Laure Ulewicz Selected Poems Cover-3



Laure Ulewicz Selected Poems Cover-3

Laura Ulewicz’s brave and original poems suffered in her life from the neglect that many women writers of the mid-twentieth century experienced. It was a miracle that they were found and preserved in this daring collection, so free from sentiment, and so keenly focused on the world around her. From her working class Detroit Polish family and its rituals to the urgency of gardens growing in her adopted California locations, from the Haight in the Sixties to the small Delta town of Locke, travels outside the country, particularly an extended stay in London, opened her eyes and engaged her poetic voice in a language that is both material and realistic, quotidian and devotional: “My lady-mother of discipline would snip the ramblers / Selecting the taut buds over the sprung clusters— / Buds hinting promise. It was her patient joy / To place them in a vase to watch them open.” It should be our pleasure and patient joy that her writing, found wet and moldy in her Locke basement, can finally be sampled and appreciated in this tantalizing new volume. Read it to hear a spirit too lively to disappear or obey the death sentence we eventually all share.
—Maxine Chernoff

It is a joyous occasion to have a selected poems of Laura Ulewicz, a poet who might otherwise have continued to elude me if not for Stephen Vincent’s and Delete Press’s efforts. Reading her, I am aware of a person extra-sensitive to change, movement, and uprooting—both figural and literal. (Is this because she was the daughter of Polish American immigrants, as Vincent seems to suggest in his introduction?) Here, natural and cultural forces collide and co-mingle with Ulewicz’s biographical disclosures, reminiscences, and sudden illuminations. With diaspora on her mind, this book traces a series of tenuous belongings, a spiritual rootedness seasoned by encounter, errancy, nostalgia, and fleeting despair. As Ulewicz writes in a poem regarding her sojourn in Jamaica, “I kept wanting to go home / But I was home.” Like the most significant poets of her generation, if not the most celebrated, there is the sense that almost anything can enter into the poem, a porosity prompted by her music.
—Thom Donovan

Taut, vivid, and increasingly relevant in today’s dizzying contradiction called America, Laura Ulewicz’s work exemplifies the heaviest inheritances we receive from postmodern poetry: its tender exhaustion, its urgency to report on the lives of those too often overlooked, and its insistence on challenging those standards of inclusion. This voice, unlike many celebrated writers of her generation, speaks as neither prophet nor professor, but human witness, with one foot still stuck in the mud of something dying, and the other climbing out to tell about it. Our duty as heirs is to listen, to lean in, to refuse to turn away from the telling, and to remember even what literary history has allowed us to forget.
—Dylan Krieger


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This volume, as an act of literary excavation, salvages and preserves a remarkable body of work from the selective erasures of history and culture. To read Laura Ulewicz now, a name unknown to most readers of poetry, is to actively expand the literary record, particularly the constellations around the Beats and Jack Gilbert, in whose early relationships Ulewicz found herself at the meteoric start to her career. Defying categories in writing and in action, Ulewicz was, is, one of our finest postwar American poets. She wrote and published poems throughout her life, but was most active during the 1950s through the 70s. It is astonishing that these poems have existed for so long, forgotten. Solicited for inclusion in Donald Allen’s landmark anthology, New American Poetry 1945-1960, and for a Penguin triptych alongside Denise Levertov and Sylvia Plath, Ulewicz’s site-specific attentions are as modern, as accomplished and free of periodicity as poetry gets. The book contains an informative preface by Ulewicz’s executor and the editor of this fine collection, Stephen Vincent, describing her extraordinary life and literary activities in rich detail.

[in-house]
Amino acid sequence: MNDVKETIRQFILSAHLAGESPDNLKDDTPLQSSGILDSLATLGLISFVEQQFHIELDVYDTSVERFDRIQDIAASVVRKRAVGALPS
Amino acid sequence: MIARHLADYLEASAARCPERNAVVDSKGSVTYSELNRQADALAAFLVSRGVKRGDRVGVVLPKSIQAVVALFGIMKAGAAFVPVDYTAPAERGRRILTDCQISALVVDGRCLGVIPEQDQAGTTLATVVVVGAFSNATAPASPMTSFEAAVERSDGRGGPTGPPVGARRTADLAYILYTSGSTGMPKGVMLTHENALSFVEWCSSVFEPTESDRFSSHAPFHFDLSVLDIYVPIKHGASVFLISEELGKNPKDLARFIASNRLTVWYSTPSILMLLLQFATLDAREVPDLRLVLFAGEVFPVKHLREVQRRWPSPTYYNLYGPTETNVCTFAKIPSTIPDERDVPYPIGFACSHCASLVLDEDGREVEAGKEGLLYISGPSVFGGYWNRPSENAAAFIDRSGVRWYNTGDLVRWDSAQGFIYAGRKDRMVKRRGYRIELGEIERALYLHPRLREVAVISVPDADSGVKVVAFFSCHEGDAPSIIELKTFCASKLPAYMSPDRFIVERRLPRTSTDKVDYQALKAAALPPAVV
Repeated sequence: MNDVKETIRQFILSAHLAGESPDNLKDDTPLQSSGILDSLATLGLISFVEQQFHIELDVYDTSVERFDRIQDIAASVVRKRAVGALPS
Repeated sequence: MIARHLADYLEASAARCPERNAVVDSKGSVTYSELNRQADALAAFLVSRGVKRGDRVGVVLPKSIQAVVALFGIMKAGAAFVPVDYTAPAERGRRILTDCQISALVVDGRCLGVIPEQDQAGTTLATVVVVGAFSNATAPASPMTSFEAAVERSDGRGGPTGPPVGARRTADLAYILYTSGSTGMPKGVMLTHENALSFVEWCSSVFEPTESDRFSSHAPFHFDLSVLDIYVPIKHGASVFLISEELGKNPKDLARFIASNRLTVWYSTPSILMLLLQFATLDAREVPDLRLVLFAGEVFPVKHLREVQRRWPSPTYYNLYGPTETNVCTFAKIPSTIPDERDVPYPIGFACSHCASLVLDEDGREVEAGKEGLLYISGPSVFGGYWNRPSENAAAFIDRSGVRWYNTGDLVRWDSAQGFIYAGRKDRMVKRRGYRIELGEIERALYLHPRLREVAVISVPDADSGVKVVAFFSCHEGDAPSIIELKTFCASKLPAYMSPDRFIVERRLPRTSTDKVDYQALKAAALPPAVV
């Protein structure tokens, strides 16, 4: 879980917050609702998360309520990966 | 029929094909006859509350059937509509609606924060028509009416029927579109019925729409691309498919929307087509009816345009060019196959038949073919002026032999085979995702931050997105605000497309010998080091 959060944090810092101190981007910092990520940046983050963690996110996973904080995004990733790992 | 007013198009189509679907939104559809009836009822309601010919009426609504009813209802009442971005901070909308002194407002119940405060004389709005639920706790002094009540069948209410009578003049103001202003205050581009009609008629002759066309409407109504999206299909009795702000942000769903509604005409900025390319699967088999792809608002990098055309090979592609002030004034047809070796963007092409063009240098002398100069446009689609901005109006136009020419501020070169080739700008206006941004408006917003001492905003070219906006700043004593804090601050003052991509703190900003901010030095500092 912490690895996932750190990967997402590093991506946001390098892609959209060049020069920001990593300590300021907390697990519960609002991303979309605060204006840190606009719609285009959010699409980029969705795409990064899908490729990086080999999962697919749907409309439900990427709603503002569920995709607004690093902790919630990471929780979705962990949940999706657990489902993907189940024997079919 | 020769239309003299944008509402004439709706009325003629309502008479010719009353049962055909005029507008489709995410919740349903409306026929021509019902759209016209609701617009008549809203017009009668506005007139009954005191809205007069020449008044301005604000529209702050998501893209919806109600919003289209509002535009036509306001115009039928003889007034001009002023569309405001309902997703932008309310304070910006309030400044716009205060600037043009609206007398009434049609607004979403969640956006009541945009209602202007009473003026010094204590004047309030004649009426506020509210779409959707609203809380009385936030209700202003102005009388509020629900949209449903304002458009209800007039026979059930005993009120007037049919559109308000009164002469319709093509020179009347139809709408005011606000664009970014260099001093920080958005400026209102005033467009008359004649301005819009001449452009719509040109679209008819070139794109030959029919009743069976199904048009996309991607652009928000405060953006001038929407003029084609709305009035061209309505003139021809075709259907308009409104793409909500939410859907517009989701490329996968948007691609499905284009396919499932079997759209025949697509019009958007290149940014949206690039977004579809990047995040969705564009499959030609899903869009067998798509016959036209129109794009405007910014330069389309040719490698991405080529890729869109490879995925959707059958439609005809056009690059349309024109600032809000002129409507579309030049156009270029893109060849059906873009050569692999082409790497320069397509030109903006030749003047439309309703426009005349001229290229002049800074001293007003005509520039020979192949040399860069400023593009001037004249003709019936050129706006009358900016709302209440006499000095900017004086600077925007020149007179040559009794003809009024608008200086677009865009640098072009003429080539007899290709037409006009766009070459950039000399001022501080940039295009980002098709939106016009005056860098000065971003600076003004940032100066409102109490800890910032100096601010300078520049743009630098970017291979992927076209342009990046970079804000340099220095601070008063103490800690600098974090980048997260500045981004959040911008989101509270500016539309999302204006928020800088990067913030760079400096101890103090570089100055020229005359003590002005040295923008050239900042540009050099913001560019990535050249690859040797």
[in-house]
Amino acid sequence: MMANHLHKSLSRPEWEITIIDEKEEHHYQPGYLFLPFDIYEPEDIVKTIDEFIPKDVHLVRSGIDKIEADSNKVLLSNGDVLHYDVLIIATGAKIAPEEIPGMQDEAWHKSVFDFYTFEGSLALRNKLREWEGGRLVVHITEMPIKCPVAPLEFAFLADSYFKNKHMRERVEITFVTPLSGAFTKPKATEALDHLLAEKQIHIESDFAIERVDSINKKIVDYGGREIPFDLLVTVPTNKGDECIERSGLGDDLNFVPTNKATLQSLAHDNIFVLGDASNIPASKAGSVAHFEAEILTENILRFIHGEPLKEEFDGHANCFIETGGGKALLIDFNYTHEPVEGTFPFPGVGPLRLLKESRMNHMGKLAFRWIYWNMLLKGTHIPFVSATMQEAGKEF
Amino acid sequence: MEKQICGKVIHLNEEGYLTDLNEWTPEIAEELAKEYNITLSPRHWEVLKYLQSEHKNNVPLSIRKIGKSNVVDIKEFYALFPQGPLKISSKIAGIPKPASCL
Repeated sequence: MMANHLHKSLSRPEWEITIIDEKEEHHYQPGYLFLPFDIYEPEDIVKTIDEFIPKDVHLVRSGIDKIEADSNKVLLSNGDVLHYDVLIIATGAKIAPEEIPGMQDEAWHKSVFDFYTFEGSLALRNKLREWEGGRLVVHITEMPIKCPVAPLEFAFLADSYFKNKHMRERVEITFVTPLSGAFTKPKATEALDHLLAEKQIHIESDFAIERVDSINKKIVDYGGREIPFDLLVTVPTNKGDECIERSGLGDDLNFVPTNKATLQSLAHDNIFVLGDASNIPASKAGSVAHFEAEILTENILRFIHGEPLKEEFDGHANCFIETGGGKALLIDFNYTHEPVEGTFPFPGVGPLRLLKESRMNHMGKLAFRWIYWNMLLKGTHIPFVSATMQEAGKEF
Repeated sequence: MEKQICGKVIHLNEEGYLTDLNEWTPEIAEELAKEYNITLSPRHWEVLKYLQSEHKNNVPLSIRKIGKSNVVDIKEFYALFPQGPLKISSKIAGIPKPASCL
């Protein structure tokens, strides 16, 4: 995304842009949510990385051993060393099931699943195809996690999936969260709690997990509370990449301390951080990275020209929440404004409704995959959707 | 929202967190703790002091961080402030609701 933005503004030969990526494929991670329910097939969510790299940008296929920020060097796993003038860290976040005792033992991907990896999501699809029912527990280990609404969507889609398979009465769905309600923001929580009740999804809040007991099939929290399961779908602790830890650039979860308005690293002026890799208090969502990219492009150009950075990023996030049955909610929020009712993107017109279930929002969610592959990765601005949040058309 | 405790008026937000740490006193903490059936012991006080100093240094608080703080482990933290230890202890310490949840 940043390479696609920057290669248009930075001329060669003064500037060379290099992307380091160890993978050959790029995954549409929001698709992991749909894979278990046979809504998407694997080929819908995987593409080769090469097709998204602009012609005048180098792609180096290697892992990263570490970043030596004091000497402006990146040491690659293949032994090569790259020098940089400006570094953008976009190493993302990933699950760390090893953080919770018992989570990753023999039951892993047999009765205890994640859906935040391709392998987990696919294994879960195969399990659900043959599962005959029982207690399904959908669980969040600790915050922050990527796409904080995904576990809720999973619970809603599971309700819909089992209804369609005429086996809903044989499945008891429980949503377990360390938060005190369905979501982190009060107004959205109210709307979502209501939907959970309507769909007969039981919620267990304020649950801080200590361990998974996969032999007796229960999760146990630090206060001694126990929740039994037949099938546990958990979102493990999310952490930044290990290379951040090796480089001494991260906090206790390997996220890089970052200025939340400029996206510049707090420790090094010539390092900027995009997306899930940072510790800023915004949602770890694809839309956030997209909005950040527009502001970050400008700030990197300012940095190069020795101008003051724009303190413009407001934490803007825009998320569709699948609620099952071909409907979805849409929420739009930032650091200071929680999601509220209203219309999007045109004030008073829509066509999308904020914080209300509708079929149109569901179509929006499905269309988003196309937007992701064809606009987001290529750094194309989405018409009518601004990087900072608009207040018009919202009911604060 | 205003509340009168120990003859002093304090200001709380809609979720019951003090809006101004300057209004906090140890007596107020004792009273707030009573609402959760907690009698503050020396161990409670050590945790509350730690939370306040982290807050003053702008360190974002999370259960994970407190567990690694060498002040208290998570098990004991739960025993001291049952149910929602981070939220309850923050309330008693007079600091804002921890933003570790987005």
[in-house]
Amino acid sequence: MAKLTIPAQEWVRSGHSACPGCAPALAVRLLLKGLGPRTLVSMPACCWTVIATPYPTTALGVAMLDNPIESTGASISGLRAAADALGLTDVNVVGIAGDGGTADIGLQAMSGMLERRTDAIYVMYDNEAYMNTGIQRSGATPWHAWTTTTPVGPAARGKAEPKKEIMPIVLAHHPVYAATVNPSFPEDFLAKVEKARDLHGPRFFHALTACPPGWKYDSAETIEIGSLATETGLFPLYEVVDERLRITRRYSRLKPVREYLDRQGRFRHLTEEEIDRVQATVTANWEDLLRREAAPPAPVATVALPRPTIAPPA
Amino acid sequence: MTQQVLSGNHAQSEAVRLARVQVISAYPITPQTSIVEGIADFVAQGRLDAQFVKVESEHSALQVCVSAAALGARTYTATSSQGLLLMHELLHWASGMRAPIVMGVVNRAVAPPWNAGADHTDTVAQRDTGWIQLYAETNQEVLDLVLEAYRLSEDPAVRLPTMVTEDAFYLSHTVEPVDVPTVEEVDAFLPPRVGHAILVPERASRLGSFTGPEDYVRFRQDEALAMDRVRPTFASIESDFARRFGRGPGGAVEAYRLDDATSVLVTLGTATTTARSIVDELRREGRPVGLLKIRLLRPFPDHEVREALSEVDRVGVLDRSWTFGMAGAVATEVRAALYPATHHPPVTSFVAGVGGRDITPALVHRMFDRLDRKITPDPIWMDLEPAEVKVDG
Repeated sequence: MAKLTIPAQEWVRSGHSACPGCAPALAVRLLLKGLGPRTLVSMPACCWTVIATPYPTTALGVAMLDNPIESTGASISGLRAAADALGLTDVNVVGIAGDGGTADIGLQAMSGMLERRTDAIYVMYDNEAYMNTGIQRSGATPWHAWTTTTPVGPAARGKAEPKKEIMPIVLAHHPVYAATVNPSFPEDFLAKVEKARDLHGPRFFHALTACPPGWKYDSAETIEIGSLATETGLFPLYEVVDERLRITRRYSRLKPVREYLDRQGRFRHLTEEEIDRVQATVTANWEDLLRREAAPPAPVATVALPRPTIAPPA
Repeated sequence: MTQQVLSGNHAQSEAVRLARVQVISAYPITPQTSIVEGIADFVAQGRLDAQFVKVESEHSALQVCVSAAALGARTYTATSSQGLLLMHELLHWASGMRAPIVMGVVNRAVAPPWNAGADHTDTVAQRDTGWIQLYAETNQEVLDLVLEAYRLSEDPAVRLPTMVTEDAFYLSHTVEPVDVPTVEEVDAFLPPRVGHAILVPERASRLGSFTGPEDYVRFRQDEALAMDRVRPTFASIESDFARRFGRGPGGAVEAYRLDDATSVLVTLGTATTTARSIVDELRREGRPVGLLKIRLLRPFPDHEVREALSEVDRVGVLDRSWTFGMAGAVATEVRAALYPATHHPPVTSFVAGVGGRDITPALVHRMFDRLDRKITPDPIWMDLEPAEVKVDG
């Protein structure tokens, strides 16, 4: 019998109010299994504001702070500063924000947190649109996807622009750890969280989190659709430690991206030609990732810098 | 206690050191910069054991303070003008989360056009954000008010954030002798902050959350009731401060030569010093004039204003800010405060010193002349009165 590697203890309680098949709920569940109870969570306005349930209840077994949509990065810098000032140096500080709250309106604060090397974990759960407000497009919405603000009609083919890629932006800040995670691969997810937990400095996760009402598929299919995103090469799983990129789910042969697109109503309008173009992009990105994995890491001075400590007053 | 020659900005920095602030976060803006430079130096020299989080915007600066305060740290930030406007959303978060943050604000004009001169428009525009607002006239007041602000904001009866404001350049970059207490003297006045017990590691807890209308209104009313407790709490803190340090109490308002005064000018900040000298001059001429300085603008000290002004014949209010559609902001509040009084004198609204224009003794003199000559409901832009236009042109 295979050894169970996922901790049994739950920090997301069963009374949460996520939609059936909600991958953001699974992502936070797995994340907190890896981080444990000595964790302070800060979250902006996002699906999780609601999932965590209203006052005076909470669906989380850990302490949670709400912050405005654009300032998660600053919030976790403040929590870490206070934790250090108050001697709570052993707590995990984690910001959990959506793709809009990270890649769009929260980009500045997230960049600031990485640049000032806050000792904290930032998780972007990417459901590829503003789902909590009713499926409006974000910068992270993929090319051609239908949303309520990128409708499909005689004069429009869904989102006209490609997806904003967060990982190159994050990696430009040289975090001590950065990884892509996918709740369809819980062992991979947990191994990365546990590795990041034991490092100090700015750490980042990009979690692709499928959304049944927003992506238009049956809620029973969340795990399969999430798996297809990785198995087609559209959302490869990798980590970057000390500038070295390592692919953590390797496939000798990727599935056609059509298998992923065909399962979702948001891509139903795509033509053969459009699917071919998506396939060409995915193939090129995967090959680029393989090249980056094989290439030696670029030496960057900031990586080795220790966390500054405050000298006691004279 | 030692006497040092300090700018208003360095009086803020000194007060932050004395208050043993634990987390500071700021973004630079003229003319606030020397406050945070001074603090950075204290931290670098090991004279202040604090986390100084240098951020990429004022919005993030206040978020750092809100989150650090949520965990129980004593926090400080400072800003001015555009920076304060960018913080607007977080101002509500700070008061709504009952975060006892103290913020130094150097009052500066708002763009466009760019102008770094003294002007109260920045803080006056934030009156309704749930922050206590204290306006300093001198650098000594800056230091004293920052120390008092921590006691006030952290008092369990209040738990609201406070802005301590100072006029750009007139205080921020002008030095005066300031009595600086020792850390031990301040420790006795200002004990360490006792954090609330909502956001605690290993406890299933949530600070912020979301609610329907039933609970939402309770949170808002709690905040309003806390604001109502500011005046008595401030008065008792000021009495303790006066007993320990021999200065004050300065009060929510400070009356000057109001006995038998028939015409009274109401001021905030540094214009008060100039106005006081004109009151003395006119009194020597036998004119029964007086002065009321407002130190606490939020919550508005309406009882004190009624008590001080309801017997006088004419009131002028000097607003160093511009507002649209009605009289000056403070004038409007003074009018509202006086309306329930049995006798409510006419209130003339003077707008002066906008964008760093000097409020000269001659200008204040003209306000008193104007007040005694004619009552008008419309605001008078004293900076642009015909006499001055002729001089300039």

Why I Choose to be Alien is 98 pages. Year 2022.


Stephen Vincent’s poetry books include After Language: Letters to Jack Spicer (BlazeVox Books, 2012); Walking Theory (Junction Press, 2006); Triggers (Shearsman Books, 2004); Sleeping with Sappho (faux ebooks, 2003) and Walking (Junction Press, 1996). From 1972 to 1981, he was the publisher of Momo’s Press, which first introduced the work of such writers as Ntozake Shange, Victor Hernandez Cruz, Hilton Obenzinger, Beverly Dahlen, and Jessica Hagedorn. In the Eighties, he was the director of Bedford Arts, Publishers, which became internationally recognized for the publication of books featuring the works of Masahisa Fukase, David Park, Roy DeForest, Miriam Schapiro, Mark Klett, and Christo, among others. Throughout his career, Vincent has occasionally taught Creative Writing at schools, including the University of Nigeria, San Francisco State University, and the San Francisco Art Institute. Since 2007, in addition to writing, his drawings have been featured in exhibitions at the Braunstein/Quay Gallery (San Francisco, 2009), the Steven Wolf Gallery (San Francisco, 2009), and the Jack Hanley Gallery (New York, 2011). The work has been subject to three books, The First 100 Days of Obama (Steven Wolf Fine Arts, 2009), The Last 100 Days of the Presidency of Barack Obama (871 Fine Arts, 2016), and Poetry Reading Haptics: The Primer (BlazeVox Books, 2022). He lives in San Francisco.


Rob Mclennan reviews Laura Ulewicz's Why I Choose to be Alien on his blog.